|Publication number||US8069681 B1|
|Application number||US 12/016,858|
|Publication date||Dec 6, 2011|
|Filing date||Jan 18, 2008|
|Priority date||Jan 18, 2008|
|Publication number||016858, 12016858, US 8069681 B1, US 8069681B1, US-B1-8069681, US8069681 B1, US8069681B1|
|Inventors||David M. Cink, Vincent Yu, Kenneth C. Gehring, Timothy S. O'Brien|
|Original Assignee||Technologies Holdings Corp.|
|Export Citation||BiBTeX, EndNote, RefMan|
|Patent Citations (6), Non-Patent Citations (1), Referenced by (4), Classifications (14), Legal Events (5)|
|External Links: USPTO, USPTO Assignment, Espacenet|
This application relates to improved performance and efficiency in dehumidifiers and cross-flow heat exchangers. Specifically, an improved dehumidifier, cross-flow heat exchanger and method of making a cross-flow heat exchanger are provided.
In the preferred embodiments, a dehumidifier contains a cross-flow heat exchanger having an axial flow path extending generally horizontally through the heat exchanger from an inlet receiving moist air to an outlet, and a transverse flow path oriented transversely to the axial flow path and extending vertically through the heat exchanger from an inlet to an outlet discharging dry air. The transverse flow path is adjacent to and separate from the axial flow path such that heat is exchanged between media (e.g. air) flowing through the respective paths. The surface area of the inlet of the axial flow path is less than the surface area of the outlet of the axial flow path and, preferably, the surface area of the inlet of the transverse flow path is less than the surface area of the outlet of the transverse flow path. In the most preferred embodiment, the heat exchanger has a generally trapezoidal shape.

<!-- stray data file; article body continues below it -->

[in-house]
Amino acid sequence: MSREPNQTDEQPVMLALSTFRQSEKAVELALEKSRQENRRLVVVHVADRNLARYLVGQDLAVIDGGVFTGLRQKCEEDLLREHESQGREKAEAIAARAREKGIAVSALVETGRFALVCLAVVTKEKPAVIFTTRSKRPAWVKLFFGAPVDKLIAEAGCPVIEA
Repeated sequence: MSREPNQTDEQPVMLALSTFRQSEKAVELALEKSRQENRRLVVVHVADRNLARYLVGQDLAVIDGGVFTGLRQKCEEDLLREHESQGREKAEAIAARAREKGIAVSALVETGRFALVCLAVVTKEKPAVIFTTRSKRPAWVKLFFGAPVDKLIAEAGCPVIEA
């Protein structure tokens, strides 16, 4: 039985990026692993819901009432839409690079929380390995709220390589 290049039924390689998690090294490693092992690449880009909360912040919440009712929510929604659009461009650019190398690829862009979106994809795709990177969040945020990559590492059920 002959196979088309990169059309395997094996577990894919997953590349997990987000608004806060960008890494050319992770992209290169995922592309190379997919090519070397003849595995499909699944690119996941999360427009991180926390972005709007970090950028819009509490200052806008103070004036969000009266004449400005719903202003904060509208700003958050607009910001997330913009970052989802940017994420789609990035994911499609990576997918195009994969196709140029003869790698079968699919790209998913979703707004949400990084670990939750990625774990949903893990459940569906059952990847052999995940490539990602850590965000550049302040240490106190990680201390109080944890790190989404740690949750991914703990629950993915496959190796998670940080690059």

According to a preferred method, the heat exchanger is formed by selecting the cross-sectional areas of the inlet and outlet of the axial flow path such that at predefined operating conditions (e.g. temperature and humidity), the pressure drop across each of the axial and transverse flow paths is substantially equal. This empirical process forms an optimally dimensioned heat exchanger that provides improved performance at the predefined operating conditions.
The preferred embodiments provide significant advantages over the art. For example, there is less overall restriction to air flowing through the transverse flow path, which in turn allows for more airflow through the dehumidifier. That is, the area of the heat exchanger adjacent the inlet side of the axial flow path is shorter in the transverse direction, which results in lower restriction on the air passing through the transverse flow path. This also advantageously eliminates unnecessary, inefficient area in prior art heat exchangers, and thus allows for a more compact and space-efficient dehumidifier design. Also, a longer transverse flow path adjacent the outlet of the axial flow path promotes better heat exchange, thus increasing efficiency. In addition, the outlet of the transverse flow path extends at an acute angle from the outlet of the axial flow path, thus further allowing for a more compact dehumidifier and allowing for condensate that accumulates in the axial flow path to drain out of the dehumidifier, thereby further reducing airflow restriction and increasing performance.